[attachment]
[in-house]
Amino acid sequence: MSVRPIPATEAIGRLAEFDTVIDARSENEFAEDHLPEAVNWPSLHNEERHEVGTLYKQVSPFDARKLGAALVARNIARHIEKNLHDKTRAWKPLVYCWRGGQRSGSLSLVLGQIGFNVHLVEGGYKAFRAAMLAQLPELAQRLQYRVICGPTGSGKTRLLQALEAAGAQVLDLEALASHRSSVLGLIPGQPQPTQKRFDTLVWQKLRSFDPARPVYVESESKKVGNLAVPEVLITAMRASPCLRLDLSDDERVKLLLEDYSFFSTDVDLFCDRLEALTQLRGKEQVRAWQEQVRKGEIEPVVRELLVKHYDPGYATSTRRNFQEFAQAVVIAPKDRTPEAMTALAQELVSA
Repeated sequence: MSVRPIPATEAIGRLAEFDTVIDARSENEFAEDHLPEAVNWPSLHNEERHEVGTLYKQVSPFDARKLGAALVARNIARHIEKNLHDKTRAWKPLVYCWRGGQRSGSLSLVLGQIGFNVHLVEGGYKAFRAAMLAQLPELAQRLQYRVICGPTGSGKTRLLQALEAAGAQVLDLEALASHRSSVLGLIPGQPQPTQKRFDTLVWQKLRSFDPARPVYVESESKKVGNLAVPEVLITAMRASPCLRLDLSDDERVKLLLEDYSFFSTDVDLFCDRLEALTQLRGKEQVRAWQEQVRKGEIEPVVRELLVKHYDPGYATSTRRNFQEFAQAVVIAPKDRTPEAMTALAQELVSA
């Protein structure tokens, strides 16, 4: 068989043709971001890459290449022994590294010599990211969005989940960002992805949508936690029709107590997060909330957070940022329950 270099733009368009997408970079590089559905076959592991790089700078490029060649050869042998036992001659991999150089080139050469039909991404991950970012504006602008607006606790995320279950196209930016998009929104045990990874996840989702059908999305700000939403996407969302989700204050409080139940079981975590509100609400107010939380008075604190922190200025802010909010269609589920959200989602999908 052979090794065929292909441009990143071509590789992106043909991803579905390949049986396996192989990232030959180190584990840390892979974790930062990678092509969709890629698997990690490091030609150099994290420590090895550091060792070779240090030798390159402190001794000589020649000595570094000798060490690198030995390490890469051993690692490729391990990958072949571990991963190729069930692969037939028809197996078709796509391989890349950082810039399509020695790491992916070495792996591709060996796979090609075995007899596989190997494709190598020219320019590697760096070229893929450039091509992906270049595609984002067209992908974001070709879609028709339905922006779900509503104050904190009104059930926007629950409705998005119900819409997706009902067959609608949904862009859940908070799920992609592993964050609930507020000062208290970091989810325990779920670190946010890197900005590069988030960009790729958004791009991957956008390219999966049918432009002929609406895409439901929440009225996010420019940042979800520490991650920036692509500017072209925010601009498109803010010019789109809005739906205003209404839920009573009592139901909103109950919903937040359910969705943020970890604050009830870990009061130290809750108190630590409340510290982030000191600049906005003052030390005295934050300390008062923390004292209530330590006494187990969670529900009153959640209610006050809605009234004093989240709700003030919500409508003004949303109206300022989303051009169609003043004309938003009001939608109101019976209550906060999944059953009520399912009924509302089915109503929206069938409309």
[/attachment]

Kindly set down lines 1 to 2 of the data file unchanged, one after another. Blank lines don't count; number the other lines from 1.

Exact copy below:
[in-house]
Amino acid sequence: MSVRPIPATEAIGRLAEFDTVIDARSENEFAEDHLPEAVNWPSLHNEERHEVGTLYKQVSPFDARKLGAALVARNIARHIEKNLHDKTRAWKPLVYCWRGGQRSGSLSLVLGQIGFNVHLVEGGYKAFRAAMLAQLPELAQRLQYRVICGPTGSGKTRLLQALEAAGAQVLDLEALASHRSSVLGLIPGQPQPTQKRFDTLVWQKLRSFDPARPVYVESESKKVGNLAVPEVLITAMRASPCLRLDLSDDERVKLLLEDYSFFSTDVDLFCDRLEALTQLRGKEQVRAWQEQVRKGEIEPVVRELLVKHYDPGYATSTRRNFQEFAQAVVIAPKDRTPEAMTALAQELVSA